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Status:Closed    Asked:Jul 28, 2017 - 10:43 AM

Weighted counts for ATUS-X

Hi,


I have been trying to obtain weighted counts for gender and race using ATUS-X data (I use a pooled file 2003-2016, but in the output below I only show 2010 data so that I could compare the weighted counts to actual counts in population in 2010). I used the "svyset" command and then using "svy: tabulate gender, count" to get the weighted counts. But it doesn't seem to give weighted counts in the total population (the output shows that population size is "88,298,420,349", which seems way too higher than actual population size 309 million in 2010). Could you guide me how to obtain the weighted counts to the population level? Thanks!

Please see the command and output below:


svyset [pw=wt06], sdrweight(rwt06_1 - rwt06_160) vce(sdr)
svy: tab sex, count



. svy: tab sex, count
(running tabulate on estimation sample)

Number of obs = 13,260
Population size = 88,298,420,349
Replications = 160

----------------------
Sex | count
----------+-----------
Male | 4.3e+10
Female | 4.6e+10
|
Total | 8.8e+10
----------------------
Key: count = weighted count


 
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Staff Answer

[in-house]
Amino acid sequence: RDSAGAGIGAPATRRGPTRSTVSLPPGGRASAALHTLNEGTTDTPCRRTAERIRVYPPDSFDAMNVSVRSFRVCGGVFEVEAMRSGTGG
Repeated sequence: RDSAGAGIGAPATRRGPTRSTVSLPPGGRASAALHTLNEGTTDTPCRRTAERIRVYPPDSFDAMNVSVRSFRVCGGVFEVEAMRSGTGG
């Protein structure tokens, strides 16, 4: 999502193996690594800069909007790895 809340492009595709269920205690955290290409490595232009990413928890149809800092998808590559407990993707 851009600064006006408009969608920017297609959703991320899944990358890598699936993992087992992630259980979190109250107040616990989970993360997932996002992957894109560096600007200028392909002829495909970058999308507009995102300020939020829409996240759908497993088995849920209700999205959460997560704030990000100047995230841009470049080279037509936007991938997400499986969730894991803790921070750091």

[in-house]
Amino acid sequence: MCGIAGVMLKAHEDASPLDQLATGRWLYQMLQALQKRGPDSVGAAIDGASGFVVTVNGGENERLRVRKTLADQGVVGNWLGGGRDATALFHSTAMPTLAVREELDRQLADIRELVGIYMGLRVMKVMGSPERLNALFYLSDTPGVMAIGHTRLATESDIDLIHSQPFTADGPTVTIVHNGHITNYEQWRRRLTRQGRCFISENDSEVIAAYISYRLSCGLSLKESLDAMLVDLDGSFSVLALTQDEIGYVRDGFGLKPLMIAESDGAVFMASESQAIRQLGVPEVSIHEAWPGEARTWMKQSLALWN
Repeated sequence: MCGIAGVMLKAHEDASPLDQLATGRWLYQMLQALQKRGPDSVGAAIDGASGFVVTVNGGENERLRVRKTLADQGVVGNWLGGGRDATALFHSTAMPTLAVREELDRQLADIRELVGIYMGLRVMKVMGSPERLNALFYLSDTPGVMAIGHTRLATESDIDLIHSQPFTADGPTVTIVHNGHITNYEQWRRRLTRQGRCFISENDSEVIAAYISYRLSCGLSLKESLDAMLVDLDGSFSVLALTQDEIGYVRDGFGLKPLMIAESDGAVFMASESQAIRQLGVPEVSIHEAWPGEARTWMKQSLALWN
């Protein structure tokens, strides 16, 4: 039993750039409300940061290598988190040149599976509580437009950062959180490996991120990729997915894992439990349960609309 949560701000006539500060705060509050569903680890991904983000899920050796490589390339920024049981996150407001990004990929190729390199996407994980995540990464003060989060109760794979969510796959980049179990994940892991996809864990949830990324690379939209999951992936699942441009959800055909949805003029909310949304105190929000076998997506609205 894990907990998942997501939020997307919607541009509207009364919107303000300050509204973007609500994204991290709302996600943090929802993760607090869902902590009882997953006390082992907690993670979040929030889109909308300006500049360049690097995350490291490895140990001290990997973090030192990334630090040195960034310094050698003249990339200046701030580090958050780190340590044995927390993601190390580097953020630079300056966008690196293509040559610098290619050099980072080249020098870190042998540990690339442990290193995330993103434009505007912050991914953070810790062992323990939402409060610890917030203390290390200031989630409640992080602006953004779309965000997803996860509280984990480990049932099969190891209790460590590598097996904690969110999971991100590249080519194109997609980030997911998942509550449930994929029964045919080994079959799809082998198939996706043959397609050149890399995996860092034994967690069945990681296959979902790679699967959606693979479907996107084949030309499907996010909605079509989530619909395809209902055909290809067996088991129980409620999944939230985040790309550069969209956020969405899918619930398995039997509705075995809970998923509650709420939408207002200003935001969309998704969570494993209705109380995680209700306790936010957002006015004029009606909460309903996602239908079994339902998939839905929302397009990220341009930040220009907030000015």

avatar

Jeff Bloem

Staff

The sample weights in ATUS data are a bit different than sample weights in other Bureau of Labor Statistics or Census Bureau data. In ATUS, sample weights indicate the number of person-days the respondent represents. In 2003 and 2004, summing the weights of all respondents for a given month yields the number of person-days in that month - which is the total population times the number of days in the month. In 2005 and later, summing the weights of all respondents for a given quarter yields the number of person-days in that quarter - total population times the number of days in the quarter. (More information about all of this can be found in the ATUS User's Guide.) So, this is why you are finding a number that is so much larger than the total population. If you divide the sum of the weights of all respondents by either the number of days in a month or quarter (depending on the sample year), you should calculate a valid estimate of the total population size.

I hope this helps.

 

Aug 02, 2017 - 11:14 AM

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